The Veil and Other Adornments
Nothing says traditional like the gossamer sheen of a white veil. While trends fluctuate, and style conforms to context, the veil will always remain timeless. Traditionally, the veil has always alluded to purity; a layer of white brilliance that with the words, “I do,” is thrown back, actualizing the marriage. Today, while the symbolic resonance of the veil may have less relevance, it is still a timeless component of any bride’s ensemble. The design of the veil, or how one chooses to wear it, is reflective of the main attraction: the wedding dress. The veil should complement the particular style of the dress, without overwhelming it. It is an accompaniment, not the centrepiece. Like a mathematical equation or the measuring of ingredients for the perfect pastry, the dress and veil should be proportionate, accentuating the entire look on whole. To make the task of choosing your chapeau, we’ve provided a brief “guide” to make veil selection facile.
This veil resonates that of 1920’s elegance. It is a loose veil that that is worn across the face, falling just below the chip, and, after the ceremony, is turned back. The Blusher is versatile and highly wearable because of its length and simplicity.
The Flyaway is similar to the Blusher in terms of its length, usually falling under the chin or just above the shoulders. However, its multiple layers that give it the extra “Va Va Voom” and volume, make it more suitable or a rather informal dress, or, perhaps, a dress that is chic in its simplicity.
With this veil, the description is in the name. The Fingertip dress, traditionally, entails several long, elegant layers that halt approximately at fingertip length. This veil is perhaps the most recognisable as the perfect adornment to the traditional wedding ensemble.
For a truly lavish headpiece, look no further than the Ballet-length veil, which falls to the bride’s calves or ankles. This veil can either be layered or fall in one single sheet of lace.
Chapel-length and Cathedral Length Veils:
When you think of a royal wedding, think of these two types of cascading accomplishments that extends far past the bride’s ankles. The Chapel length veil cascades 2 1/3 yards from headpiece; the Cathedral-length pushes this even further, flowing at least 3 1/2 yards from headpiece. This veil length is either for those who seek the timelessness of a traditional wedding, or the extra touch of opulence that makes the bride’s entrance even more impressionable.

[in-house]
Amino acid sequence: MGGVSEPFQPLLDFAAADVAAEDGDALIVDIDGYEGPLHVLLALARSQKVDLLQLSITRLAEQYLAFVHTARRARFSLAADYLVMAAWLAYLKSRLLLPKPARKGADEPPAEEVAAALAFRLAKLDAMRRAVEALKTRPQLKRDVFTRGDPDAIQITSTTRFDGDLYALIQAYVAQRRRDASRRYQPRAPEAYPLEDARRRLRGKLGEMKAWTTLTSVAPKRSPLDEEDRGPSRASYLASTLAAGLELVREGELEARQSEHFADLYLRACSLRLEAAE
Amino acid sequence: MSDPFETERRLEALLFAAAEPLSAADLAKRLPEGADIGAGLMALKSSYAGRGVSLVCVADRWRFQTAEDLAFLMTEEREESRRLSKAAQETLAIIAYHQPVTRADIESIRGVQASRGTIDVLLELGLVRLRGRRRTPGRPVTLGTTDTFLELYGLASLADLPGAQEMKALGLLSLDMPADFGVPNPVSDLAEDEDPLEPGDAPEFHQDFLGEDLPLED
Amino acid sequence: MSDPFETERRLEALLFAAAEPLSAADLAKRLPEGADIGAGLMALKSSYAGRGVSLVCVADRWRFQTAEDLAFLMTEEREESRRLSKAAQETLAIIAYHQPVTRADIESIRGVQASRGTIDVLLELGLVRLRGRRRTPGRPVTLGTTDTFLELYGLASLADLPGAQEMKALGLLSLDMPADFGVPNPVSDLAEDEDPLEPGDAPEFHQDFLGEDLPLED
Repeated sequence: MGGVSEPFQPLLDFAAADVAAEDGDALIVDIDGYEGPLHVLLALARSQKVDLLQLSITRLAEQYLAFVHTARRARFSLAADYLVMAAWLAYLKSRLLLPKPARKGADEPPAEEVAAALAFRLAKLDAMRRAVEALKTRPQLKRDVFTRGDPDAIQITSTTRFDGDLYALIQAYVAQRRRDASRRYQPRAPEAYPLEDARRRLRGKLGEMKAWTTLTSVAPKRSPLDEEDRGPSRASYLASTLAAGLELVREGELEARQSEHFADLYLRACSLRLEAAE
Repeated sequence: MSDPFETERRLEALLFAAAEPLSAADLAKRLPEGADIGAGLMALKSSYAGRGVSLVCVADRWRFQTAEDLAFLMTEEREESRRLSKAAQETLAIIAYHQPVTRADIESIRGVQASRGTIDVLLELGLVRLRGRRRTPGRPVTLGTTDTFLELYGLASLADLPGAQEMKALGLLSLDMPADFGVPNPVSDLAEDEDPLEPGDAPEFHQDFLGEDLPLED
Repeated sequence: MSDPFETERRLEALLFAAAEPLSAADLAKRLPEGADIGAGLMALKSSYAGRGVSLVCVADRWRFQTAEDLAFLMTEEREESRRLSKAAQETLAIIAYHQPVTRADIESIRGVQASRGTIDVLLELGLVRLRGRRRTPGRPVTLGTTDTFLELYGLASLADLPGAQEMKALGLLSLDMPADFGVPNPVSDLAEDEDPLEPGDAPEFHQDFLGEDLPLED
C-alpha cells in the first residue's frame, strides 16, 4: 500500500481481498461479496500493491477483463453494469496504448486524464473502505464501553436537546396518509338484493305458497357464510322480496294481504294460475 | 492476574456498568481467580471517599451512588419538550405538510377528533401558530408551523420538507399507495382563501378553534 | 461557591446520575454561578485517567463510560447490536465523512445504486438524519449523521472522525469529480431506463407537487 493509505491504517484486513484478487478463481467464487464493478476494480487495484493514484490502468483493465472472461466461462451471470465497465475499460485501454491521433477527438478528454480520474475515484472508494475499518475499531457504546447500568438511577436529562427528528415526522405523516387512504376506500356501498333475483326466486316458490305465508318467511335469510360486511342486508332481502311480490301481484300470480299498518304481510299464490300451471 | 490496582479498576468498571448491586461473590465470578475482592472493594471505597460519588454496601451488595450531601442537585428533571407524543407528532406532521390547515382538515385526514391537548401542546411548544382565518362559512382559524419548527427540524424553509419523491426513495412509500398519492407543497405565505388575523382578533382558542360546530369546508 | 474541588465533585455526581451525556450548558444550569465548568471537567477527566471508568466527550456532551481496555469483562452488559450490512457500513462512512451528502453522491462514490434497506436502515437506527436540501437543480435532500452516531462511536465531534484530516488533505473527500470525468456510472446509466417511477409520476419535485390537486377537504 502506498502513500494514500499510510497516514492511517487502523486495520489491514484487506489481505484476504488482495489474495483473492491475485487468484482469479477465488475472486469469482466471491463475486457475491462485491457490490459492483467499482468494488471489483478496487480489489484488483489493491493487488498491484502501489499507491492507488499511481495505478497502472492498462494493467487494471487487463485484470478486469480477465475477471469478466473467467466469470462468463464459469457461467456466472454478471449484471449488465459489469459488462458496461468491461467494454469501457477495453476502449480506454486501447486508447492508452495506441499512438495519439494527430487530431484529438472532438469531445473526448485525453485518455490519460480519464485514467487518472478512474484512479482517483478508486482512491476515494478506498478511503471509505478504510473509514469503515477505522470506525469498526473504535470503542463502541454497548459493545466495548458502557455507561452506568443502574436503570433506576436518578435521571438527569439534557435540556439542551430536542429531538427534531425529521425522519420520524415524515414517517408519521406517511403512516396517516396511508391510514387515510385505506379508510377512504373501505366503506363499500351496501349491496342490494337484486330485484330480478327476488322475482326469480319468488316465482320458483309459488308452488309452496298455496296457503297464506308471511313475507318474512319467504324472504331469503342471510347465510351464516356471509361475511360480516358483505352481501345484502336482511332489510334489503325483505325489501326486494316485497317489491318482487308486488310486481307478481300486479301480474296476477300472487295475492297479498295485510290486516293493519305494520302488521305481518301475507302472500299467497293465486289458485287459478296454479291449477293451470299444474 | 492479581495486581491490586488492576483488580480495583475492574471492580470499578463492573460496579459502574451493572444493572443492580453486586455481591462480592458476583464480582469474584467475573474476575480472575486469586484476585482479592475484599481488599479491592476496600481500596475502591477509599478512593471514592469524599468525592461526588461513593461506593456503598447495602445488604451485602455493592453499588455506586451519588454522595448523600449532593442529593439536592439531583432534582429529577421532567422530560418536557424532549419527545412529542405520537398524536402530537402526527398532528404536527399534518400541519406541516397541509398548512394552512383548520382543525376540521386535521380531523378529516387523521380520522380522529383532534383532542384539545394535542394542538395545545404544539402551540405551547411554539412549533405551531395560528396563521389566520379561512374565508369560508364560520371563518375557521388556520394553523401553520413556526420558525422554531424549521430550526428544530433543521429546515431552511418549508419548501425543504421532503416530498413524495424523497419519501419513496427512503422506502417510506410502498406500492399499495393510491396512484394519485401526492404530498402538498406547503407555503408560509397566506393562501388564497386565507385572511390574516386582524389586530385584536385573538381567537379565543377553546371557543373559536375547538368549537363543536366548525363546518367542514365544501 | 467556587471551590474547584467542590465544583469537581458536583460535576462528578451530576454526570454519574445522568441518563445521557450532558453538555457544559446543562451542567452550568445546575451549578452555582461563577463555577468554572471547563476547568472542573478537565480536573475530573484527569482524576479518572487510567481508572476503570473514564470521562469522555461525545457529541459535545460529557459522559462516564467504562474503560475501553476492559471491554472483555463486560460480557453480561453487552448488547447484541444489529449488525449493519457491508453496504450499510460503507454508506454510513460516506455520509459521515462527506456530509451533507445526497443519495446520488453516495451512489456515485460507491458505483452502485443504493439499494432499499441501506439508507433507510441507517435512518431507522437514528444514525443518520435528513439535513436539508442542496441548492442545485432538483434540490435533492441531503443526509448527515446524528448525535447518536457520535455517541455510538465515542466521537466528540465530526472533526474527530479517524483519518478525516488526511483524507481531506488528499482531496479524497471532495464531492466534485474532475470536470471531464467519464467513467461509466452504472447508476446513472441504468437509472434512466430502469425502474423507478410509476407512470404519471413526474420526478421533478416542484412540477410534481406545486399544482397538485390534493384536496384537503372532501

While the wedding veil is undoubtedly a remedy for a bride who wants the elegance of tradition, there are many more alternatives that are as equally glamorous. In our contemporary time period, many brides find themselves longing for the flare of a certain period wedding; the 1920s seem to be particularly alluring. As a period in time that is now celebrated for the sheer amount of design variety and exquisite style, it is no wonder that brides opt for pieces such as a vintage hair comb, or bobby pin as an alternative to the veil. For a touch of sparkle and flare, look no further than a crystal comb. This adornment sits at the side of the head, adding a subtle touch of luxury to the overall ensemble of the bride. And, for a truly classic look, you can absolutely never go wrong with pearls.
Of course, the context of the brides wedding has an affect on the choice of adornments. The headpiece is a reflection of the ideals of the bride in question. You wouldn’t pair a 1920’s comb piece with a bohemian composition, would you? For those seeking an almost muted, yet elegant addition to the bride’s overall appearance, look no further than your garden. A single, finely pruned flower makes for an exquisite accessory when sat at its rightful place on behind the bride’s ear, or tied together to make an organically derived crown. For dresses that are lightweight, and airy, feathers also make for wonderful additions to the ethereality of the dress.
No matter the embellishment you choose, ensure that it is a subtle complement to the overall look you are hoping to achieve. A cohesive wedding ensemble is not only ostensibly appealing, it is a mark of the fluidity of the wedding altogether.
Written by: Meghan E. Ingraham